I’ve long held the credo, “I can design a good plan under a great roof, but I can’t necessarily design a great roof over a good plan”. Roofs, therefore are of central importance in the design of a fine home or cabin. A roof may not look good if it’s thought of only after the floor plan.
With nearly forty years of home and cabin design, I’ve had plenty of opportunity to try diverse roof types. I will never claim to be as talented a roof designer as my late partner, Michaela Mahady, witness her project, Red Roof Cottage as seen in WELCOMING HOME, pages 41-46. But I remain proud of my many attempts, whether the roof a shed, gable or a combination of sheds and gables.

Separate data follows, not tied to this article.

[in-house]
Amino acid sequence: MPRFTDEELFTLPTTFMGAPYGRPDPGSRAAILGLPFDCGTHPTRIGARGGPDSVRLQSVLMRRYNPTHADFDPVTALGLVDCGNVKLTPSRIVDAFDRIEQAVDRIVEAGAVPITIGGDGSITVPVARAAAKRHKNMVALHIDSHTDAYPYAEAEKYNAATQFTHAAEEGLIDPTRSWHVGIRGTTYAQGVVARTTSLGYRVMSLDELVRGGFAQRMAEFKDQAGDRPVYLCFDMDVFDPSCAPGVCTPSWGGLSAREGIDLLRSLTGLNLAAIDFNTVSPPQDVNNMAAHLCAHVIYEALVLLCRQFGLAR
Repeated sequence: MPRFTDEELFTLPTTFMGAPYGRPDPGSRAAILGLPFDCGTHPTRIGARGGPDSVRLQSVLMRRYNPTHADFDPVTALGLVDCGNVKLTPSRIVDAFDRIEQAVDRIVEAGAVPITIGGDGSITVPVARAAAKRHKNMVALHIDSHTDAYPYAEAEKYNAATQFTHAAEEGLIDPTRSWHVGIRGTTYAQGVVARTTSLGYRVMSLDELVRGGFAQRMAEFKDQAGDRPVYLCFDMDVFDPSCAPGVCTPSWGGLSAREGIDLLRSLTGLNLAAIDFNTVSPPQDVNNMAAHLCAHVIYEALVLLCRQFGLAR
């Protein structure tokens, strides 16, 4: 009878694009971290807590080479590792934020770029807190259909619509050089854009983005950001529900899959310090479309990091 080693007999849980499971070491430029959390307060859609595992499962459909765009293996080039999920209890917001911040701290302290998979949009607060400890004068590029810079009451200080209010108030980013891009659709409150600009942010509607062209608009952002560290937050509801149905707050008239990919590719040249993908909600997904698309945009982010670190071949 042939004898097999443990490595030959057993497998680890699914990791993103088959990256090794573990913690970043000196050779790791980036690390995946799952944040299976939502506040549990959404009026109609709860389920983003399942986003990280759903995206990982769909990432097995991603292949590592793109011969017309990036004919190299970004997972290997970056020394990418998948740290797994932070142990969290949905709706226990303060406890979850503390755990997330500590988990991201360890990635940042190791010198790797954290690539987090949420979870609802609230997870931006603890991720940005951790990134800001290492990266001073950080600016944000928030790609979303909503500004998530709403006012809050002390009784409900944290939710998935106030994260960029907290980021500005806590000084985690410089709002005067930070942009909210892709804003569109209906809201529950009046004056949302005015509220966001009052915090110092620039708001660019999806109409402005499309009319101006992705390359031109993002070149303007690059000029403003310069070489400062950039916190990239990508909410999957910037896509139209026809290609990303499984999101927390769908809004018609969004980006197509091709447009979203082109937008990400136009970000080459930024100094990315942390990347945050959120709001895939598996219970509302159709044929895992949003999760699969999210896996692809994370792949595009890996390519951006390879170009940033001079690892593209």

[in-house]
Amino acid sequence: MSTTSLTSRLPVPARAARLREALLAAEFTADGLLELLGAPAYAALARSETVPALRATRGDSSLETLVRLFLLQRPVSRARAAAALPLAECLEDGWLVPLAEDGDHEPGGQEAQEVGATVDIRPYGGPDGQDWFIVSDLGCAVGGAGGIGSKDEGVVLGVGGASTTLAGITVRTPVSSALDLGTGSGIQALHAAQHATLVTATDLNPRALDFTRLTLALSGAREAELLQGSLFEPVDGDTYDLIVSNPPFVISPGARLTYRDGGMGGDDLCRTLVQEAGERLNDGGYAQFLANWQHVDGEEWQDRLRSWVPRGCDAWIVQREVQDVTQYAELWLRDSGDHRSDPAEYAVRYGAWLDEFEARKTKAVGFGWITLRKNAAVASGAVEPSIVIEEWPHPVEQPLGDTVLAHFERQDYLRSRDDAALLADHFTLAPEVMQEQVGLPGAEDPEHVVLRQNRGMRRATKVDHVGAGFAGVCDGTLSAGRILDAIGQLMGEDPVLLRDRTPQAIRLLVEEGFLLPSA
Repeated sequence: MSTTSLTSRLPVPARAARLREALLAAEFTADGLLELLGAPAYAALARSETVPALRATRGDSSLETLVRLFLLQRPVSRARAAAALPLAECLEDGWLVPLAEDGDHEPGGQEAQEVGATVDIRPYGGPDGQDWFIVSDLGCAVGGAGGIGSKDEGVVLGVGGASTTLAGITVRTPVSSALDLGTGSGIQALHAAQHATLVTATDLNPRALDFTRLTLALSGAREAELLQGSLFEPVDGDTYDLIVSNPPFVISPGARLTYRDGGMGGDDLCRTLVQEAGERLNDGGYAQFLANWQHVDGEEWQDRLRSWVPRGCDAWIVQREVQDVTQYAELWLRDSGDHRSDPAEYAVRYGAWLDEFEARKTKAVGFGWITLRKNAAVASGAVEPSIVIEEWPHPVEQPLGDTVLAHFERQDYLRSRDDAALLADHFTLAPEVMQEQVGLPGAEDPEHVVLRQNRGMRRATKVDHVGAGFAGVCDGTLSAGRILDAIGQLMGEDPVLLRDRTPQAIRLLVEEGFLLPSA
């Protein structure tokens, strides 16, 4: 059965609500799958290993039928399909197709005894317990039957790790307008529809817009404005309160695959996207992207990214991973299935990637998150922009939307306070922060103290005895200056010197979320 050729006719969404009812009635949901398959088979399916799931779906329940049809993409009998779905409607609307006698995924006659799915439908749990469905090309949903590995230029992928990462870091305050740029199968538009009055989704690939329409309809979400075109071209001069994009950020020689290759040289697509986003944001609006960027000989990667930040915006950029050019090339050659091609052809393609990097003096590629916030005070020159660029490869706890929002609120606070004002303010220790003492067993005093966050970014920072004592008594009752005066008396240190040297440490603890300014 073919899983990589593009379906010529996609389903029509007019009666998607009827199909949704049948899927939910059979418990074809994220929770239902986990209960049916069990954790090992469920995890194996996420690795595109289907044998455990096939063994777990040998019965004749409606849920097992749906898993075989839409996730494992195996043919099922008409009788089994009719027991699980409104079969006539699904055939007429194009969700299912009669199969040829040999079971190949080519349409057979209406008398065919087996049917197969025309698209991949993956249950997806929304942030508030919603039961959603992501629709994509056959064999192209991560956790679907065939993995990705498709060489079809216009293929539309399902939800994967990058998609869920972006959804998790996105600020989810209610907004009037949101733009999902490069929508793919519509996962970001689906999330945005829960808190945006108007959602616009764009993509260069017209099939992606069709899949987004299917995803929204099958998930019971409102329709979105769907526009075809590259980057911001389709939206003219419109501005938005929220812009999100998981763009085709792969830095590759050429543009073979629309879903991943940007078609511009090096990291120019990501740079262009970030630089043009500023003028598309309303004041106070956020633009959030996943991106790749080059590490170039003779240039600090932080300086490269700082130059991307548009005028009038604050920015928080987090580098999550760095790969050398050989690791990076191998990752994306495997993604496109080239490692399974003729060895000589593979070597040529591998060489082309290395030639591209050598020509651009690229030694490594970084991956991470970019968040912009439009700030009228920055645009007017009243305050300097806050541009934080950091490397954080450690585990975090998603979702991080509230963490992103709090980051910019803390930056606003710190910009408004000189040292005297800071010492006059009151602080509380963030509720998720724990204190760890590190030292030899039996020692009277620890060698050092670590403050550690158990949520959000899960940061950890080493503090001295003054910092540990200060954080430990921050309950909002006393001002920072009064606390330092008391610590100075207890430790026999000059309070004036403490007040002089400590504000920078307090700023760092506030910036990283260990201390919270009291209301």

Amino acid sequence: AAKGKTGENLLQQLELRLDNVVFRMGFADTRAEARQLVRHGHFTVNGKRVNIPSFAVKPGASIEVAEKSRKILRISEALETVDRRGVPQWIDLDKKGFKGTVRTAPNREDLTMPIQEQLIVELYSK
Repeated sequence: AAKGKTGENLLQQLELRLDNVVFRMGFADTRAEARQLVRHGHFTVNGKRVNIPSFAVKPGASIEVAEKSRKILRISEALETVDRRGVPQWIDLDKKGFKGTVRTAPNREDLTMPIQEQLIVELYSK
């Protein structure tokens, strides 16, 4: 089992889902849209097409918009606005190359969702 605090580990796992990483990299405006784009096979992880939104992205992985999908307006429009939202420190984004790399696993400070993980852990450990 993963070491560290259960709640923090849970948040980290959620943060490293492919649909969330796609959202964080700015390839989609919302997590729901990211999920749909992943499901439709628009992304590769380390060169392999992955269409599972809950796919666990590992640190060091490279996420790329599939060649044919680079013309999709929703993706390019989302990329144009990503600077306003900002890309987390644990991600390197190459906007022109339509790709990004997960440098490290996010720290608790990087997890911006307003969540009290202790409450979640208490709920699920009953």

Roofs are one of the primary sheltering elements we humans create in our efforts through lean-tos and tents to protect us from nature’s fury. Thus, the roof remains in our psyche as primary to good home design, to which we add a warm coat, such as a well insulated envelope.
An assembly of multiple roofs can suggest the casual accretion of a building over time, or the gathering of a community of people, as in a hamlet.
Roofs can also be designed to welcome guests with a sheltering stoop. Or roofs can announce the ascension of the dwelling into the sky. In an attempt to merge these ideas, I’ve gathered roofs into a cascade of gables, first achieved in the Rotilie house thirty years ago. Most recently I’ve cascaded the roofs of the Forrer lake home in Wisconsin.
….or Cabinology by Dale Mulfinger. If you’re so inclined….